Kristen: Describe the greatest challenge you faced as a worship leader and what you learned from it.

Steve: That’s a tough one.  Some of my greatest challenges were overcoming obstacles between my ears.  I went through a season in my late twenties when I was battling a lot of fear, and it was extremely hard to stand in front of the congregation and lead them in worship.  There were times when it took everything I had to not run off the platform and out the door.  But the Lord was faithful to deliver me from that!  I learned that praising Him in the midst of trials is the perfect vehicle for expressing my faith in my faithful God.

Kristen: Throughout your years of worship leading, you led a widely varied group of musicians and singers (from the very skilled and experienced to the unskilled and inexperience;, from the older and wiser, to the younger and not so wise) in both times of plenty (deep bench on your team) and times of scarcity (no bench and maybe not even a full band to start with). What are some practical things you’ve learned in your experience described above, and how would you encourage worship leaders to navigate the sensitive situation of responding to eager, willing servants whose musical skill levels are below average?

Steve: The most practical advice I can give regarding this is to leverage what you have, not what you don’t have.  It’s cliché, but play to your strengths.  For instance, if you are short a bass player, don’t sing “Trading My Sorrows”.  If you are short a drummer, use songs that don’t require much percussion, or can derive their percussion from a piano or acoustic guitar.  I’m not suggesting that you don’t ask things of your team that will stretch their abilities, but you are inviting trouble (and stress) if you attempt things that your team is just not capable of doing.  You don’t have to sing the hottest songs just because everyone else is.  “One hand full of rest is better than two fists full of labor and striving after wind.” (Ecclesiastes. 4:6 NASB)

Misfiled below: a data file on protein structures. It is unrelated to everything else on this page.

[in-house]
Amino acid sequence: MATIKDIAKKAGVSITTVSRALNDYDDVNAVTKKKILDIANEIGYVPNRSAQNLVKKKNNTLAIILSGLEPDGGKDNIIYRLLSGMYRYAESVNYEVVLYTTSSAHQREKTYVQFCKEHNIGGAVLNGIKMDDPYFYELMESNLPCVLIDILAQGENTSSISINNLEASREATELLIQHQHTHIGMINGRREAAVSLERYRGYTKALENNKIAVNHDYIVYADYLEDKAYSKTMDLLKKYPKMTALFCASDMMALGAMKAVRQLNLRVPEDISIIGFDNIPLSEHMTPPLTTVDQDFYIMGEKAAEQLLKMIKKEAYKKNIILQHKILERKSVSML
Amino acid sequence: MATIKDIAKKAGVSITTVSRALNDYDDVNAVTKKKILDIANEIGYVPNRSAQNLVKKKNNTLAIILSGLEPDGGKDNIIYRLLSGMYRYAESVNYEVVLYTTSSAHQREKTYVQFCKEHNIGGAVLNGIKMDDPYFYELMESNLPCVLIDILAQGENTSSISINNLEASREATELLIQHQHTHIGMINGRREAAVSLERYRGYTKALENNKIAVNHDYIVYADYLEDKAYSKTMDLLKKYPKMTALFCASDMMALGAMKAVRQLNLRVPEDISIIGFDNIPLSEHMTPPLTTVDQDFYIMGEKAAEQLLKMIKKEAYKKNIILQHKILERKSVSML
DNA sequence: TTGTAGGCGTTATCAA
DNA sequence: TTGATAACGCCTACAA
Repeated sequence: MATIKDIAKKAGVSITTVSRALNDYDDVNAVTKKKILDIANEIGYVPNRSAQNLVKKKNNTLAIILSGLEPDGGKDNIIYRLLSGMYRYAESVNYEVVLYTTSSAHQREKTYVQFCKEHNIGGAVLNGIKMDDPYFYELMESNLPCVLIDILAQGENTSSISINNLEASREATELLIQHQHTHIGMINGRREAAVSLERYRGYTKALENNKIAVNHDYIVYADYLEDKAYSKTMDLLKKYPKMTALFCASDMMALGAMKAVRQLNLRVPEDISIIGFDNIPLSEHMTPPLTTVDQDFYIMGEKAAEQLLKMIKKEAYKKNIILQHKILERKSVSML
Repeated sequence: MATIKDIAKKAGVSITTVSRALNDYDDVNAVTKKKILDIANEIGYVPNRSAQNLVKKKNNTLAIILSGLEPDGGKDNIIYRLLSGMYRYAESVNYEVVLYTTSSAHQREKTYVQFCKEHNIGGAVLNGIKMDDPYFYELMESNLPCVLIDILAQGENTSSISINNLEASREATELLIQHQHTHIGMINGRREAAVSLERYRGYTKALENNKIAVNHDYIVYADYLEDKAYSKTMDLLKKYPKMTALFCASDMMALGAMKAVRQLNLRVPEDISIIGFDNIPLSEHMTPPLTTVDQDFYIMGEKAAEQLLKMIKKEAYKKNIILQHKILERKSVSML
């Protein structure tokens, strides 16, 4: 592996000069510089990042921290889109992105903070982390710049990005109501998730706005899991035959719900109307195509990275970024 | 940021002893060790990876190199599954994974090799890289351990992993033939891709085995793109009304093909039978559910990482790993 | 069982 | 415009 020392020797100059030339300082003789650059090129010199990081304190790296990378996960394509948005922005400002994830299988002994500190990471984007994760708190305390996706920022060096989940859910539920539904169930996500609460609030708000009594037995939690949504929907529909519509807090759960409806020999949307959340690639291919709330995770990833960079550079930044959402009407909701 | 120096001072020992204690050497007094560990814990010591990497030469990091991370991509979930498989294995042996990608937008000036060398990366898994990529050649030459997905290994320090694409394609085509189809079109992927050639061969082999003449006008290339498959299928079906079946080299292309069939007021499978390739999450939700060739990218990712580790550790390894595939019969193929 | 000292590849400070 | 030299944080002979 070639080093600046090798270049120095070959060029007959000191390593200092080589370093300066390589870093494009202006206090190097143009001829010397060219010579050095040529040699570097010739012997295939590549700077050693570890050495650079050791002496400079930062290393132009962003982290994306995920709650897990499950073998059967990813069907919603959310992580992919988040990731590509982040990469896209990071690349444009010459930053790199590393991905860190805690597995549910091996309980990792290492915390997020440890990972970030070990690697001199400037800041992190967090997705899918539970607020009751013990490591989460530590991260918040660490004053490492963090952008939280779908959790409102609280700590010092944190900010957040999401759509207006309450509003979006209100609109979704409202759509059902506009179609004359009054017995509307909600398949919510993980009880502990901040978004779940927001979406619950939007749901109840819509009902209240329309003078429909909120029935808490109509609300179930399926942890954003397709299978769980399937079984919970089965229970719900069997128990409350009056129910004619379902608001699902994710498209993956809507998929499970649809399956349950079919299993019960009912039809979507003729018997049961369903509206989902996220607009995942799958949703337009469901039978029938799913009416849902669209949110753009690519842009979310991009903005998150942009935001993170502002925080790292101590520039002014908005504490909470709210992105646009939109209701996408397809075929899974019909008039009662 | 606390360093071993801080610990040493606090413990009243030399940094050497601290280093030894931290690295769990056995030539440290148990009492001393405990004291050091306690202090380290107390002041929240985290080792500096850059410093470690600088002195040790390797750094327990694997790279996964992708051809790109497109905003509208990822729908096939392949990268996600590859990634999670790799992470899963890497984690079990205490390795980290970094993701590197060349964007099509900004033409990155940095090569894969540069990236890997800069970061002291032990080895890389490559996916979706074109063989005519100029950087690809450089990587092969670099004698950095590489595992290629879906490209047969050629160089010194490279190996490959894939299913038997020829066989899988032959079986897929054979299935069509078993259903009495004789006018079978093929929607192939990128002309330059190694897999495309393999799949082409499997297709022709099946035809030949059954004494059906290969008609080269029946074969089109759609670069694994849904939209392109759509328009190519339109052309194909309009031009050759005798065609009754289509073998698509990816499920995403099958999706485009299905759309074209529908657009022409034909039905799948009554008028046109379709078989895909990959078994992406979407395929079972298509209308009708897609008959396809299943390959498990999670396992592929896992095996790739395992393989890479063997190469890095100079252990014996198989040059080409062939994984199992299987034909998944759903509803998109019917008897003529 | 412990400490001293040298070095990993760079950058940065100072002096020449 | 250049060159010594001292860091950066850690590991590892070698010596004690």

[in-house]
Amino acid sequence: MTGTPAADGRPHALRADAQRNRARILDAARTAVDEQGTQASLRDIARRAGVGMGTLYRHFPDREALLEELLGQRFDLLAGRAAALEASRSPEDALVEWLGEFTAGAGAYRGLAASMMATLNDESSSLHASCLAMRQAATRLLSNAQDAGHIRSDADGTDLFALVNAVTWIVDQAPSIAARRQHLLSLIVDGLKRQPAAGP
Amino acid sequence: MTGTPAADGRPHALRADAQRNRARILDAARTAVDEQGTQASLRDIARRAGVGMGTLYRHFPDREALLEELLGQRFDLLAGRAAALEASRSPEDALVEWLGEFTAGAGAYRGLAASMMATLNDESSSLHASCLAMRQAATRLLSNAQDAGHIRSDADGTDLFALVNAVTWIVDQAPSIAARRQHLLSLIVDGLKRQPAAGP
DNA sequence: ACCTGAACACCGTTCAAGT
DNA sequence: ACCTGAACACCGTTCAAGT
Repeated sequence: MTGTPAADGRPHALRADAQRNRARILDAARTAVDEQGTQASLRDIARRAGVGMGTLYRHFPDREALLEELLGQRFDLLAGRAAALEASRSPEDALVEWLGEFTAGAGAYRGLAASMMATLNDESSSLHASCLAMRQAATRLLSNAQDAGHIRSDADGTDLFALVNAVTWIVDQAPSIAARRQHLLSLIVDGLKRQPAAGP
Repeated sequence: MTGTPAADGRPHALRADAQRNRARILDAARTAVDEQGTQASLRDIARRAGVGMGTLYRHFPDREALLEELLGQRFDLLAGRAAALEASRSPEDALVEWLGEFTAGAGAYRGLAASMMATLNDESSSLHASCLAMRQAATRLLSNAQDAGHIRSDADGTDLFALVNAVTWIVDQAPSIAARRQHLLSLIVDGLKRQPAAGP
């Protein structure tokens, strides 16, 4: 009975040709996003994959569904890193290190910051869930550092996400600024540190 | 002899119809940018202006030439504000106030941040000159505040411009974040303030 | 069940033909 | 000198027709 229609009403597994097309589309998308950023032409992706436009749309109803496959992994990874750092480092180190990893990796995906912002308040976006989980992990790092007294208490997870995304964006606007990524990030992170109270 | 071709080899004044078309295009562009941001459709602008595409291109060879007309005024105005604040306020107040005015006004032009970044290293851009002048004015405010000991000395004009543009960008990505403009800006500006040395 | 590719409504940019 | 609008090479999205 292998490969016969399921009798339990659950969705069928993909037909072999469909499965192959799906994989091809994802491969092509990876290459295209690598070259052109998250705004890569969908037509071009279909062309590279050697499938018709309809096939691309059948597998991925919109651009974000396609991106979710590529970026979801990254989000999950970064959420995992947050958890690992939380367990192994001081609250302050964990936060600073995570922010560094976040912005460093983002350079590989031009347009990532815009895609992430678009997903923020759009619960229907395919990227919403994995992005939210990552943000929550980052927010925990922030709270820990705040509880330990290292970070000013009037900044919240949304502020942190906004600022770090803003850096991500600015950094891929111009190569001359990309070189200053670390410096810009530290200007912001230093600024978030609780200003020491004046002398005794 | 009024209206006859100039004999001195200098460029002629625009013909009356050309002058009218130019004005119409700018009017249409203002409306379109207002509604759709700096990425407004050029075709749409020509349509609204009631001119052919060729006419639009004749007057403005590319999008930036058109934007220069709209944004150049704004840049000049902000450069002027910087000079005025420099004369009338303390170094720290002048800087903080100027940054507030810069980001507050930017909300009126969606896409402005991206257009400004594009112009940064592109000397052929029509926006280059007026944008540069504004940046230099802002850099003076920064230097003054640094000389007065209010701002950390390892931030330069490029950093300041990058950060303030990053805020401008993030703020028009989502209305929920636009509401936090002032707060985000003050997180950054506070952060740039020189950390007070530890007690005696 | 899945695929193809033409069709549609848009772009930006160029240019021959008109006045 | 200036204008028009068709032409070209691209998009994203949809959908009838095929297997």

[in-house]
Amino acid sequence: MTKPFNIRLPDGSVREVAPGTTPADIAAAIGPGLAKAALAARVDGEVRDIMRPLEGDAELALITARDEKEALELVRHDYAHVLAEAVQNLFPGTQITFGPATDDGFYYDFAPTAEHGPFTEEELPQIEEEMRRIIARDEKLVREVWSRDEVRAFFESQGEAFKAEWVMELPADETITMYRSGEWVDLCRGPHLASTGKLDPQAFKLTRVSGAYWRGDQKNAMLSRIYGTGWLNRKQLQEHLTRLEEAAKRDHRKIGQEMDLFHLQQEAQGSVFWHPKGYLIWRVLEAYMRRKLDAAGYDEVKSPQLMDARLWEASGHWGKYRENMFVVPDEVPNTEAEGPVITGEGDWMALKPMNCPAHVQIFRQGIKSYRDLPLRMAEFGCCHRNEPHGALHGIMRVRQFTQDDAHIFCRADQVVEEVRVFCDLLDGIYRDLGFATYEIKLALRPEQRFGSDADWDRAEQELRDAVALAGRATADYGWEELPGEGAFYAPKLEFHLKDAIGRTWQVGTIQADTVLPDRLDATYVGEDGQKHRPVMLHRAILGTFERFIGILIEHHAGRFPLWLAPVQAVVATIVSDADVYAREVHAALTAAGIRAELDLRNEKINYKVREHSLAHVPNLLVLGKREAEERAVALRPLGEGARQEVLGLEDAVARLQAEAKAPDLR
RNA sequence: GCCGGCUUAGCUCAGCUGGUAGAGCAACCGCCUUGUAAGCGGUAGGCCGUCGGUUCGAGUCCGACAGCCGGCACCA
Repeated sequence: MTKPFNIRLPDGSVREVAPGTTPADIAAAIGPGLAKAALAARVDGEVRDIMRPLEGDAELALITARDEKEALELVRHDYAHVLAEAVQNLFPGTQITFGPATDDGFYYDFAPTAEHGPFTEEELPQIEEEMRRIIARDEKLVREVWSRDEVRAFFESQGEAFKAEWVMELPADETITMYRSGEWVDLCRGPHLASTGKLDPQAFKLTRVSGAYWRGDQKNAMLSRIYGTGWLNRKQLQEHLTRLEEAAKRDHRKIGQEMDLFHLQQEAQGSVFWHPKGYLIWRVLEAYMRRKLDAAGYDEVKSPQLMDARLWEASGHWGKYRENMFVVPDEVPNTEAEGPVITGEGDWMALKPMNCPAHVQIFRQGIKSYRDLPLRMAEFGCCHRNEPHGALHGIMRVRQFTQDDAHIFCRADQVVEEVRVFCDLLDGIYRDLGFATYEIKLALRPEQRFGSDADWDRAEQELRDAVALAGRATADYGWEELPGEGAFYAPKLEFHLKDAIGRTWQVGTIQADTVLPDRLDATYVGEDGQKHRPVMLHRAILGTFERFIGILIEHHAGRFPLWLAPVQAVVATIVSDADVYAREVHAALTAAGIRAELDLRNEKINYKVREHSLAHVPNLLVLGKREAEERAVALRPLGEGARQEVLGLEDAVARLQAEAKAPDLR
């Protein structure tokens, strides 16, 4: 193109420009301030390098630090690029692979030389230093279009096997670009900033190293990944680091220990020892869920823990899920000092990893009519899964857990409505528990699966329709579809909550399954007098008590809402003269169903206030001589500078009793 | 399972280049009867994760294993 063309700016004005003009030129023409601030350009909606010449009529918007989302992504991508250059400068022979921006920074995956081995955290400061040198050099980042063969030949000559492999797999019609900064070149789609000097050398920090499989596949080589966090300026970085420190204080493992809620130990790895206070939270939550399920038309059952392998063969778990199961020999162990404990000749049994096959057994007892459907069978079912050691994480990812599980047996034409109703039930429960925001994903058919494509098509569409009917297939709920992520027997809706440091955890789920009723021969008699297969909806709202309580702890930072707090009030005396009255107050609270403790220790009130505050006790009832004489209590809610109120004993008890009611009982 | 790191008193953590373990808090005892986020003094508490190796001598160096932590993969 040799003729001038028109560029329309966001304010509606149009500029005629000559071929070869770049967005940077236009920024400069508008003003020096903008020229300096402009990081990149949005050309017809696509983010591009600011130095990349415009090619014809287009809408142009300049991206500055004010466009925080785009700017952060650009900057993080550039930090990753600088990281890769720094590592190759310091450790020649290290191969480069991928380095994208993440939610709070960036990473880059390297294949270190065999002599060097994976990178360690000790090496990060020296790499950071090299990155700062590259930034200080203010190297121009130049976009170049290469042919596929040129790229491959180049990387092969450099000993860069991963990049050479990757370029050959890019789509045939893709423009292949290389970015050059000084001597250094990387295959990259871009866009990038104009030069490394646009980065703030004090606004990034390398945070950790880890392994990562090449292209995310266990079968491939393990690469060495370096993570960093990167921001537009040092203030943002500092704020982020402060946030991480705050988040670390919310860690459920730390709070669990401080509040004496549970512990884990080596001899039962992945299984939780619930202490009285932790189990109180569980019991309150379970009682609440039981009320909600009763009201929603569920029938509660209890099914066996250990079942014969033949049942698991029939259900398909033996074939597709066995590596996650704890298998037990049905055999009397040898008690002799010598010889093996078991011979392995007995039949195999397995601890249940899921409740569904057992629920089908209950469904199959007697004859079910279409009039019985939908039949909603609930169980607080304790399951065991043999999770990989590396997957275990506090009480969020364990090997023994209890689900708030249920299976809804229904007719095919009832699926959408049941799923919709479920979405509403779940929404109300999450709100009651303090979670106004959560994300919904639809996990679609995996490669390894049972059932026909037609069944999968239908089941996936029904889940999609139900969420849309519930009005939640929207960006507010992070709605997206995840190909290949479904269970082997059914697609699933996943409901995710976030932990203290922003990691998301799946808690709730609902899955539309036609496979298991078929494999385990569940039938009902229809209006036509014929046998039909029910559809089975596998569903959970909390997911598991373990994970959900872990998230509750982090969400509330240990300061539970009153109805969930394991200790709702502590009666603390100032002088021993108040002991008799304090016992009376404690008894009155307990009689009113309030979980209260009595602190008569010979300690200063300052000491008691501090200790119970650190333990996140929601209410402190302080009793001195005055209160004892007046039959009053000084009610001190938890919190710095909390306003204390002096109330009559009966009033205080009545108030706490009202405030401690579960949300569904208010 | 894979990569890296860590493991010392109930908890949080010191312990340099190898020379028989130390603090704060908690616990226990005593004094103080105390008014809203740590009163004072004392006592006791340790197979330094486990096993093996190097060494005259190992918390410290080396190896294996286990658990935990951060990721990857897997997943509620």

Kristen: People who serve on elevated platforms (figuratively and literally speaking) tend to struggle with a performance complex—desiring to be known and praised for the works of their own hands (and voices). Worship leaders are no exception (myself included)! How have you addressed this performance complex in yourself and in your team?

Steve: There is an unavoidable performance element to leading worship, especially in the current worship paradigm.  So it’s important to be prepared and play/sing to the best of your ability, but it’s perhaps more important to remember that God shares His glory with no man, especially not with you!  Get over yourself.  You’re just not that important.  Focus your heart and mind on Christ and do everything you can to focus the attention of your congregation on Him too.  If you desire the praise of men, you should get off the platform until your heart no longer desires that.